The Philadelphia 76ers have had one of the most team-friendly contracts in the NBA with Shake Milton over the last four seasons. Shake’s contract has accumulated him $6.9 million over that period, which is remarkably low for a contributing guard in the NBA, especially with the skyrocketing league salary cap.
Looking at the current Sixers roster, Shake’s annual salary this year is 13th out of the 14 players on the roster. He is earning $1.99 million this season which is only $200,000 more than the lowest-paid player, Paul Reed. In stark contrast, Shake plays the 7th most minutes of Sixers players, averaging 23 minutes per game.
If we in the media can recognize the imbalance between Shake’s contribution to the team and his salary, you can be certain he is acutely aware of this discrepancy. This leads to Shake’s impending free agency after the season, where he will undoubtedly seek to get his market rate and make up for the last four bargain years with the Sixers.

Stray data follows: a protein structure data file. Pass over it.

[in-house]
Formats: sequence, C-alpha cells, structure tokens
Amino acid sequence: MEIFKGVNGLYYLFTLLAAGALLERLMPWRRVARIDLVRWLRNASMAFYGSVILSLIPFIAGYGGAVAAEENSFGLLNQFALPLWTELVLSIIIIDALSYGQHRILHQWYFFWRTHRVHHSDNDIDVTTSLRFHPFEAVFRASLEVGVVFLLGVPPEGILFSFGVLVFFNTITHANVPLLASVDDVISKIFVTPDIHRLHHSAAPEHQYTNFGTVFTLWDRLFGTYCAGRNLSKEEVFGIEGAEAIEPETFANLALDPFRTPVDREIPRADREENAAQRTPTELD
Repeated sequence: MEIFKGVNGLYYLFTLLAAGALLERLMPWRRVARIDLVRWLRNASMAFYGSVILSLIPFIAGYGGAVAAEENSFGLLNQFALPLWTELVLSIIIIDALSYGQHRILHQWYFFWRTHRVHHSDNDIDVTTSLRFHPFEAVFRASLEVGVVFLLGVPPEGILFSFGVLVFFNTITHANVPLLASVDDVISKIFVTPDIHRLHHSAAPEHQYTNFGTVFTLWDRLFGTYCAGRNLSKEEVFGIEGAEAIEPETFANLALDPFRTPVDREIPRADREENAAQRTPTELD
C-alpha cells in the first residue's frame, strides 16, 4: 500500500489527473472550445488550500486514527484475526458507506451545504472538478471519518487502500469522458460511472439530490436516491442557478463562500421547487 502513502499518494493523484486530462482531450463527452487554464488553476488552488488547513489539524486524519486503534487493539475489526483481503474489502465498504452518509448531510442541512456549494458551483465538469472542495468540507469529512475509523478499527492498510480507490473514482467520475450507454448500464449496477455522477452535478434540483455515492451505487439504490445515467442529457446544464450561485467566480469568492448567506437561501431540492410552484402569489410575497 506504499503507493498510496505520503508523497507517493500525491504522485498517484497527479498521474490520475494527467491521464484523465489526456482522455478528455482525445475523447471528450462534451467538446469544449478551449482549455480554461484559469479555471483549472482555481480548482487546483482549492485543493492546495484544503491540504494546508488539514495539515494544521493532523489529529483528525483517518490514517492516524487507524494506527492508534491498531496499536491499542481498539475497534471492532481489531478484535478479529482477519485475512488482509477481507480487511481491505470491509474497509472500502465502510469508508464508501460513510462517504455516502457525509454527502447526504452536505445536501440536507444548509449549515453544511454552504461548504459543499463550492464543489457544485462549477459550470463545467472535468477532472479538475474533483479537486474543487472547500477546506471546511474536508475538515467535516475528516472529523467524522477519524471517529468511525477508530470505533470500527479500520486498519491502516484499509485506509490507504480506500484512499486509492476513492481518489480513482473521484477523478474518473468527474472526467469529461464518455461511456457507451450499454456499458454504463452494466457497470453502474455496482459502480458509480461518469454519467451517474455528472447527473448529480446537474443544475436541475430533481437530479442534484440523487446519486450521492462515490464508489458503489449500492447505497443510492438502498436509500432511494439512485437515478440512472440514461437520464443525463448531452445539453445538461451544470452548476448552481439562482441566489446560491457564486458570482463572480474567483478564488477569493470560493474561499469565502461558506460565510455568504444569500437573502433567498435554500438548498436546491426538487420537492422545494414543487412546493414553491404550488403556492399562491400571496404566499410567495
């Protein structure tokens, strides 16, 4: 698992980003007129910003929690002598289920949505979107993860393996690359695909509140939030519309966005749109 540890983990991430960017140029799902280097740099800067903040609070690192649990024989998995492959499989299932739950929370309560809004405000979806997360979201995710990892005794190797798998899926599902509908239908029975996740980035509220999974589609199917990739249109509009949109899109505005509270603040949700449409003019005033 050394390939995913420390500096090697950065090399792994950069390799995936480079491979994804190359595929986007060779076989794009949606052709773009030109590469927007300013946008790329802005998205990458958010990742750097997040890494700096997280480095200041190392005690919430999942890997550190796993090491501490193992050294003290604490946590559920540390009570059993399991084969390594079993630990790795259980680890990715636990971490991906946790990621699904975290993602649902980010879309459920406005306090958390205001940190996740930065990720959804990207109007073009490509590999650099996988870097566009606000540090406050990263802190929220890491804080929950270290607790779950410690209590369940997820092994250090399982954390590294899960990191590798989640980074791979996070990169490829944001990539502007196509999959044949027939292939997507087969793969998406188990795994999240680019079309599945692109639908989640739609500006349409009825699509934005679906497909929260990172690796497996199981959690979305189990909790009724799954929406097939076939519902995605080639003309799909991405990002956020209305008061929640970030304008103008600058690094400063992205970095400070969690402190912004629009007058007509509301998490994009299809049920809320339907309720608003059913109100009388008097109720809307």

Should the Philadelphia 76ers pay Shake this offseason?
This question has a few layers to it. First up, how much will Shake likely garner on the open market? Looking at recent contracts for role-playing guards with similar contributions, I expect Shake can get somewhere in the range of $6-9 million per year. Some external factors based on team needs, league salary cap, etc. could cause his expected salary range to fluctuate, but let’s proceed on that assumption.
The second layer is if the Sixers will have players on the roster next season to fill the gap lost if Shake leaves. In terms of guards, the Sixers also likely have James Harden’s contract expiring this summer. That leaves guards under contract beyond this season as De’Anthony Melton, Tyrese Maxey, Furkan Korkmaz, and Jaden Springer.
Prioritizing re-signing Harden should be the team’s main focus if he opts out of his current deal. After that, I think Shake should be the second priority and the team should try to sign him for the aforementioned $6-9 million per annum range.
Shake has the ability to create his own shots.
For years when I’ve talked about Shake, I always note that skill. Creating opportunities to get your own shot is extremely valuable for any player in the NBA and even more valuable for a bench player. I hope Shake can get what he deserves in terms of salary, and that the Sixers can retain a quality bench guard for a 76ers team with title aspirations.